Monday, August 21, 2000


Geeks are inheriting hottest jobs

        The workers who used to wear the pocket protectors are about to take over the workplace.

        Hewitt Associates, a global management and consulting firm, recently asked 216 big companies about their 38,465 information technicians. What Hewitt found should surprise nobody:

        The future of business is in the hands of information technologists, and they know it, too. They are asking for and getting bigger salaries than the average worker and better perks.

        The Hewitt study found that information technicians are averaging base pay increases of more than 10 percent annually, compared with the national average annual wage increase of four percent. But base pay is not the whole picture.
Perks for techs
               Information technicians are getting bonuses, stock options and unprecedented flexibility in working conditions as well.

        The skills that come with the biggest dollar signs include: Web infrastructure specialists, data warehousing, supply chain management, voice systems engineering and Web security. Apparently companies have decided that telecommuting is a neat idea for the IT specialists, particularly if it keeps them around a few years longer. Telecommuting programs for IT professionals increased to 62 percent — up from 40 percent a year before.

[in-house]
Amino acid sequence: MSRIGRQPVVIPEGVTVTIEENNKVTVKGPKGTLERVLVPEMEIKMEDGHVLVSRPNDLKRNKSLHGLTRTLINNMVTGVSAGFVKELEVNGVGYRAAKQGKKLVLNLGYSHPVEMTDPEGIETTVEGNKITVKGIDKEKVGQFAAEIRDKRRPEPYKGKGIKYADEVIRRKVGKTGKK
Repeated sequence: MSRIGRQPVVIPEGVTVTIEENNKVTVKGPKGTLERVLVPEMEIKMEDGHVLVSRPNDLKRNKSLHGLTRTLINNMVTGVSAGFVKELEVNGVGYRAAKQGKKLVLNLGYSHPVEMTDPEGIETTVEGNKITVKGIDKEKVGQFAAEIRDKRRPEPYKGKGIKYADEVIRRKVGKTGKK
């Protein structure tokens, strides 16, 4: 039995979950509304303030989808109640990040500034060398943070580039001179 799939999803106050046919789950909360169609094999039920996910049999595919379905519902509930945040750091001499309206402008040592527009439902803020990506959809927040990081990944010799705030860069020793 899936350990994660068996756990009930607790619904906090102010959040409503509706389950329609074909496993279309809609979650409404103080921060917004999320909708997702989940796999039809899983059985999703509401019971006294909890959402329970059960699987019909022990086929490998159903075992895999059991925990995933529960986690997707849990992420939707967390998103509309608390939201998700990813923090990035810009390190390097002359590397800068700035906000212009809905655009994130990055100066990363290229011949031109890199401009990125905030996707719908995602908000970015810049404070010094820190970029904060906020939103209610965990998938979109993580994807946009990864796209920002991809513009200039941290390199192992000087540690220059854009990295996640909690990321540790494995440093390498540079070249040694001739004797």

The study also suggests that perhaps those information technicians are no longer as concerned about their pockets, which used to be brimming with ink pens of varied and sundry colors, tire gauges, fingernail files and plenty of other whatnot. In fact, the pockets probably do not even exist anymore.

        White collar button-down shirts have yielded to golf shirts. “Employers are relaxing dress code policies for the IT employees, with 73 percent allowing casual dress versus 58 percent a year ago,” the report found.

        Hewitt is the largest employee benefits consulting firm in the U.S., with 1999 revenues of $1.1 billion.
Do I need to know this?
               How many times each day can a nearly useless slab of information drain energy, time and initiative? Plenty, says Alan Schlein, author of Find It Online: The Complete Guide to Online Research.

        Mr. Schlein recommends a triage approach to information overload. “It involves prioritizing, delegating and just letting some things slide,” Mr. Schlein said. “What you want is the most current and critical information. Yesterday we craved information. Now, we must learn to control its volume.”

        Start by getting rid of what you don't need. Use a specialty portal or vertical portal to fine-tune searches on topics. Also, manage e-mail by learning who is a compulsive joke sender and who tends to business.

        “All information is not created equal,” he said.
On the bubble
               If offered a new job, seven of 10 workers would take it, particularly if they can't stand the people they work with now, according to a new study by Roper Starch Worldwide for Randstad North America.

        The group found that an easy commute ranks with liking the people they work with, while challenging work and independent work would keep about six of 10 workers on the job. Other concerns include flexible work hours and opportunities to advance.

        John Eckberg can be reached at or (513) 768-8386.


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